Wednesday, 27 August 2014

Dog-gone it's time to act!

Saturday 23rd August to Wednesday 27th August 2014

With plenty of time on our hands there really was not a lot of need to move, which was a really good reason to stay put - the rain predicted for Saturday was another good reason, but it didn't seem to stop us heading off for a spot of shopping.

Why of why didn't we wait just an hour, or at least take umbrellas bigger than a handkerchief over a small wire frame.

Things to drop off at the charity shop - things that we had found during our movement of the cupboards - at least  they will be a little lighter next week.
 
Breakfast - poached eggs on spinach and
flat mushrooms with hollandaise sauce -
I could take this more often

After we returned, there really wasn't much chance of doing a lot, so we took it easy - read as I only did a few hours work and Diane made use of the hot water available.

It was clear enough in the afternoon to get the starboard gunwhale sanded, primed and topcoated - now just the other side to be done

Sunday - weather outlook - brighter, a few small showers, periods of sun, mostly cloudy.
Our 48 hours were up so off we cruised - just 1 lock and heading for the Church Minshall area.

There was a little bit of a wait at the lock but not much; we tried mooring up near the farmshop at Church Minshall but there was a decent enough ledge/restriction and we couldn't get close enough, so we moved to the other side of bridge 14 and moored up on the designated moorings right near the bridge.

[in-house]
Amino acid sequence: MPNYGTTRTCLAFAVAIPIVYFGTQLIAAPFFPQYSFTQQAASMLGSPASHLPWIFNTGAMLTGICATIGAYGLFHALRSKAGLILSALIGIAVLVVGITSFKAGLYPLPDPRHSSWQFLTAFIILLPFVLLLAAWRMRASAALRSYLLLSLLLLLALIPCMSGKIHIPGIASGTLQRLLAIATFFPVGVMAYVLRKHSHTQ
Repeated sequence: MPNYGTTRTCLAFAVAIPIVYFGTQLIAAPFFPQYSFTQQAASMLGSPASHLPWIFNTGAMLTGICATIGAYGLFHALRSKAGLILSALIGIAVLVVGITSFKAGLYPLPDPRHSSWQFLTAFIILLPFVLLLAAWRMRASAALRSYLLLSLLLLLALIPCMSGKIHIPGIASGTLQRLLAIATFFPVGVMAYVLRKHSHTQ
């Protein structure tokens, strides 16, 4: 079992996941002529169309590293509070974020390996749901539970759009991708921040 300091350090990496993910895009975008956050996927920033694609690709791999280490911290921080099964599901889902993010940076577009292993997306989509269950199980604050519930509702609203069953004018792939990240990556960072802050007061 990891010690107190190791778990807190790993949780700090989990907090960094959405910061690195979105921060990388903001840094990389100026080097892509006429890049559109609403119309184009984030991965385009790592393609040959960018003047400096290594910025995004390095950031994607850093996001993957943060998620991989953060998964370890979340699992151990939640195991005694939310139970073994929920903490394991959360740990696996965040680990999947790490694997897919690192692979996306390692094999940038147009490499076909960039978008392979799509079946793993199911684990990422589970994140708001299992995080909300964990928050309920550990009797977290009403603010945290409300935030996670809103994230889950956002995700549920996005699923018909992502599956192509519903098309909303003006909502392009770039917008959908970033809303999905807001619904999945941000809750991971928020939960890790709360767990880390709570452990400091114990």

A walk into CM was the order of the day, especially since we discovered that there was a pub - The Badger Inn - which was not marked in our copy of Nicholsons Guide 4.
To say that the walk down the road is fraught with danger is really a given, but without a clearly identified alternative we walked (no running here!) the gauntlet.
The road of death - just enough for the cars - not anyone walking
- and there were plenty walking



Pub was easily found; the village was quite charming without having much else apart from the lovely buildings.


an unusual portico

The Badger Inn

A nice quiet drink at The Badger; a look over the menu, but we declined; and then a good walk to the other end and back to a public footpath - the road was definitely too hazardous to contemplate a return journey.

Thrashing through the path and jungle environs, we stumbled upon others lost in search of the end - fortunately we were each looking for the end that each other had just come from.
well almost jungle-like

Who's that trip-trapping over my bridge?

Not all of the scenery was dark and overgrown whilst we
walked back along the public footpath